To me, that information confirms that the survival rate increases are in fact real and that current treatments are having an effect on survival. While the number of women diagnosed initially with Stage IV cancer is holding steady (and unfortunately all these women eventually will succumb to breast cancer), the number of women who are initially diagnosed with earlier stage disease who then go on to develop mets is declining. This by definition (or math, really) has to be true because we see fewer women dying of breast cancer.


    I'll look later to see if I can find my earlier post about this and repost the data here.


    As for the point about the SEER data only recording the Stage at the time of diagnosis, yes, that's true. But I don't reach the same conclusion that "Therefore the SEER databases collect only those with an initial Stage IV diagnosis, which represents only a small portion of metastatic breast cancer." The SEER database ultimately represents everyone with metastatic cancer; what it doesn't tell us is when they developed mets, either the year or the number of years post-diagnosis.


    The fact is that no one dies of breast cancer unless they develop mets - breast cancer in the breast is a 100% survivable disease. Therefore if the 20 year survival rate for those diagnosed in 1990 is 67.5%, this means that at least 32.5% of the 1990 women developed mets, and probably in total it's closer to about 37%, if we assume that 20 years post-diagnosis there may be another 5% (or so) of women who have developed mets but who continue to survive. I didn't include this data in my post yesterday, but the most recent SEER report does show that the 1975-'79 women, who had a 20 year survival rate of 51.7%, had a 30 year survival rate of 46.2%. So an additional 5.5% of the '75 - '79 women succumbed to breast cancer over those next 10 years.

  • voraciousreader
    voraciousreader Member Posts: 3,696
    edited October 2013
    Options


    beesie.... Dr. Welch goes into great detail with respect to more patients surviving breast cancer due to better treatment rather than getting screened earlier. Unfortunately the mammography debate centers on exactly who we are "catching" through screening and saving lives...vs. who we are "catching" through treatment. Somewhere in those numbers lies the truth....

  • SusansGarden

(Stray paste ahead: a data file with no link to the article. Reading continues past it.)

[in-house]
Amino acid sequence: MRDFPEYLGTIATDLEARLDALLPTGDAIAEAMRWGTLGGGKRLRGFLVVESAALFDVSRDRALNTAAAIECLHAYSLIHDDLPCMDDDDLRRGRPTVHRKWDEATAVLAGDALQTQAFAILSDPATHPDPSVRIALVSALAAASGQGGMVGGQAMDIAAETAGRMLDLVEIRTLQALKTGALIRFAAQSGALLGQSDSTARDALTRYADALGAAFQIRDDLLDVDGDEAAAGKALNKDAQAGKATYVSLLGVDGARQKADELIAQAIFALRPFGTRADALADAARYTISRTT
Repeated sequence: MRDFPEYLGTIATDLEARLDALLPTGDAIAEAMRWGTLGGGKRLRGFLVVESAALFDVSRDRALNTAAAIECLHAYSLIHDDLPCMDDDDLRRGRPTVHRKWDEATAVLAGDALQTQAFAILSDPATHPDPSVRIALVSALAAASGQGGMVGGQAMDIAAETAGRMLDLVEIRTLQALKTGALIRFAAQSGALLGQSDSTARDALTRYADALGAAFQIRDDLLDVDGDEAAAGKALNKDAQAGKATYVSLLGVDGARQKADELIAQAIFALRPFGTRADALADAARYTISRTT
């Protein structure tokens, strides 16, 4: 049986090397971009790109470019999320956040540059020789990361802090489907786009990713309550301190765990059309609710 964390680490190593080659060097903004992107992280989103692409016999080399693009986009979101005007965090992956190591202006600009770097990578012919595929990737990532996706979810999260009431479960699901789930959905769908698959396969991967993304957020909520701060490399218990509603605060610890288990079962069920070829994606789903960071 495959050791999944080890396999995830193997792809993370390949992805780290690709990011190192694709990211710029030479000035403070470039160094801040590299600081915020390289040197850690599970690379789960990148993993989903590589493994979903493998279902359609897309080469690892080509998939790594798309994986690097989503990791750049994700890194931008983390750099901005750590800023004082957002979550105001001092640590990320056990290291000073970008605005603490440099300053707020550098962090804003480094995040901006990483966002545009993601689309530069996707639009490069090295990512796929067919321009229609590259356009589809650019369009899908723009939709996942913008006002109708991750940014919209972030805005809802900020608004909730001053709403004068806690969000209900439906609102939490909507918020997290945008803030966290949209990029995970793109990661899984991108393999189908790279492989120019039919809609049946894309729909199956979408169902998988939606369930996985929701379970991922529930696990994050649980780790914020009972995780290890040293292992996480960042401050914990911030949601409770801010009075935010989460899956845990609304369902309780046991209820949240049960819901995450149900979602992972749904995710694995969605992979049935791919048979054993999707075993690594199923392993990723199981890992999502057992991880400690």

SusansGarden Member Posts: 754
    edited October 2013
    Options


    VR ~ thanks for the link to the article. A lot of what was said really resonates with me.


    Beesie ~ thanks for the additional info. So now I'm wondering about non invasive BC. (dcis/lcis). Has non invasive always been included in the statistics of being diagnosed with BC? and....has the diagnosis of non invasive cancer gone up?

  • beesie.is.out-of-office
    beesie.is.out-of-office Member Posts: 1,435
    edited October 2013
    Options


    Nope, Stage 0 cancers are not included in any of the SEER data I provided. SEER does report on DCIS but they keep it as a separate category and never combine the DCIS and invasive cancer data.


    Why are you finding it difficult to believe that this data is accurate? The SEER database is the best data available on long-term survival, and I think what the data shows is great news. Are we where we need to be? Of course not. But there have been significant improvements in survival rates. What causes you to think that there haven't been?

  • ruthbru
    ruthbru Member Posts: 47,152
    edited October 2013
    Options

    Well, my take on all of this is: the statistics are very important when you are making treatment decisions, but after you have done all you can (and/or choose to do) medically, and if you are doing all you can with a healthy life style.....then you should just forget it (except as an academic exercise) and go out and enjoy your life....worrying about it is not a productive use of time. The other thing I've found to be true is: never trust a big, shocking headline about what any study shows (good or bad). It is always overblown, and never tells the whole story.

  • SusansGarden
    SusansGarden Member Posts: 754
    edited October 2013
    Options


    Beesie, it's not that I think the data is inaccurate. I am questioning/wondering about different ways it can be interpreted, what conclusions are being made from it and how concrete are those conclusions. I also like to question the cause and effect relationship that is being implied.